Newsletter | Fall 2013
Vol. 17, Issue No. 4
AI Justice continues its campaign to advocate for improved conditions for individuals held in U.S. Customs and Border Protection (CBP) custody, and, in particular, to end abusive conditions in CBP “hieleras.”
AI Justice staff attorneys visit immigrant detention centers on a regular basis and have interviewed more than one hundred immigrant women and children who were subjected to inhumane treatment while in CBP custody. Women describe being locked in freezing cold, over-crowded concrete rooms for as long as three weeks. These cells have no beds, mattresses, blankets, or chairs. Lights are left on around the clock. As many as sixty women were forced to share a single toilet located in an open corner of the room. The women were not given a change of clothes, were not allowed to shower or bathe, and were deprived of the most basic personal hygiene items like a toothbrush, soap, and comb. All felt coerced into signing documents waiving their legal rights.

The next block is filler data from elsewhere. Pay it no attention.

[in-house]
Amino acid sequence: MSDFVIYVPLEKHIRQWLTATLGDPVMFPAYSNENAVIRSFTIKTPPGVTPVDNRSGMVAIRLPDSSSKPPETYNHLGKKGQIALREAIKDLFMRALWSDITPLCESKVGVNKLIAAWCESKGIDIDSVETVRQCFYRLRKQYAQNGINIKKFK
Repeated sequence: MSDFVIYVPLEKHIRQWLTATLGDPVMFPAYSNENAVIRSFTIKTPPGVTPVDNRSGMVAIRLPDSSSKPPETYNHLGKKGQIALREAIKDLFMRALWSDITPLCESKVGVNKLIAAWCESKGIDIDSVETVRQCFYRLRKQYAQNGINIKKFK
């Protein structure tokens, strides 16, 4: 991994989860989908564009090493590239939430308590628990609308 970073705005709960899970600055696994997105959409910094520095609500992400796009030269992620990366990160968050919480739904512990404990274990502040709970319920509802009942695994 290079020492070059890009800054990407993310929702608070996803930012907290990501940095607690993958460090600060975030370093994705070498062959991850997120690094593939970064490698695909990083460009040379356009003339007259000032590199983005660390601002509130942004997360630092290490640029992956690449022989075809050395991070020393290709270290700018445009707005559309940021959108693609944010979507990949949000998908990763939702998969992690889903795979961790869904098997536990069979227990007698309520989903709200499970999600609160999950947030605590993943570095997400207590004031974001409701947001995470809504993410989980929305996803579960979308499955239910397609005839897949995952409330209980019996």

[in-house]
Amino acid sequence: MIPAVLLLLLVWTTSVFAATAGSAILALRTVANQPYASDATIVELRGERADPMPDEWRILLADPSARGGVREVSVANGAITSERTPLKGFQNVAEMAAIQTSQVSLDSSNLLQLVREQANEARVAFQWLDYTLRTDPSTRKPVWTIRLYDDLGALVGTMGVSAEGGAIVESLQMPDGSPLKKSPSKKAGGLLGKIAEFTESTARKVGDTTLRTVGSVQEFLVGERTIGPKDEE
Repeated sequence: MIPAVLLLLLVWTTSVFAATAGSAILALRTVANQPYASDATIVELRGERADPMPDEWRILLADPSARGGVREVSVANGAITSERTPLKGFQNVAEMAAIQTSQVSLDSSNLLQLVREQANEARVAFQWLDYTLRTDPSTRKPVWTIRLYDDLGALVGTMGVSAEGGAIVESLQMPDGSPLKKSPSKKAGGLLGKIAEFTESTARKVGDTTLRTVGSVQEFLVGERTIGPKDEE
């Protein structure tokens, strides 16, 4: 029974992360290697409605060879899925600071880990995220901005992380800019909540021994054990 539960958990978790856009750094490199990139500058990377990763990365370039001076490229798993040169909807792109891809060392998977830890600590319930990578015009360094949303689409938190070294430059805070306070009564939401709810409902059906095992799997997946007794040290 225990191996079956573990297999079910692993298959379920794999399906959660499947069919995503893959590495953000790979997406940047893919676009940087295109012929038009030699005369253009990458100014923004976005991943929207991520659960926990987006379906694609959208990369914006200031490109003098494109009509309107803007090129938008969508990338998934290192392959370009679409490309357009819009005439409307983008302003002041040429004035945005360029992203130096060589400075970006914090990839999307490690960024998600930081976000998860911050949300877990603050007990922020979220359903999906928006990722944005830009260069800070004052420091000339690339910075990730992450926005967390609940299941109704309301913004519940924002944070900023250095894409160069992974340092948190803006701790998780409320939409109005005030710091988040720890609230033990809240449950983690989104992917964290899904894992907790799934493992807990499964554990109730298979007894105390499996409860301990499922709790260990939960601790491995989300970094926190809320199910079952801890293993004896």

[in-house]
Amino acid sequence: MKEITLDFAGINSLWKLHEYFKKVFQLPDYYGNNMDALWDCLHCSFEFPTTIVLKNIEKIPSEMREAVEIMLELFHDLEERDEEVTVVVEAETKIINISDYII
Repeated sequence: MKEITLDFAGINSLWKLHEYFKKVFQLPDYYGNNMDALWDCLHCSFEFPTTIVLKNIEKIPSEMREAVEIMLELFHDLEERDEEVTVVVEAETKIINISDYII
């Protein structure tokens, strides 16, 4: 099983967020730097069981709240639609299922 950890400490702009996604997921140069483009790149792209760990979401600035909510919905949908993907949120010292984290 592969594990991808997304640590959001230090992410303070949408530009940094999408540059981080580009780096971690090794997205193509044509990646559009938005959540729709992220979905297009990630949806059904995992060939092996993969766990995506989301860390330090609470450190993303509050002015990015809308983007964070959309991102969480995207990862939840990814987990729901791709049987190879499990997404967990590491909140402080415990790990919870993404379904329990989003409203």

In addition to the Federal Tort Claims Actions that AI Justice has filed on behalf of eight of these women, we continue to seek an end to these practices through legislation. In September, Rep. Lucille Roybal-Allard introduced a bill focusing on CBP practices, which includes language similar to that in Senate Amendment 1260. Senate Amendment 1260 was the result of AI Justice’s work with Senator Barbara Boxer’s office and was introduced in the summer as an amendment to the Senate immigration bill. Rep. Roybal-Allard’s Protect Family Values at the Border Act would require CBP to uphold basic minimum standards of care, such as ensuring adequate nutrition, appropriate climate, and medical care for detainees. AI Justice will continue its multi-faceted efforts to end these human rights abuses at the border.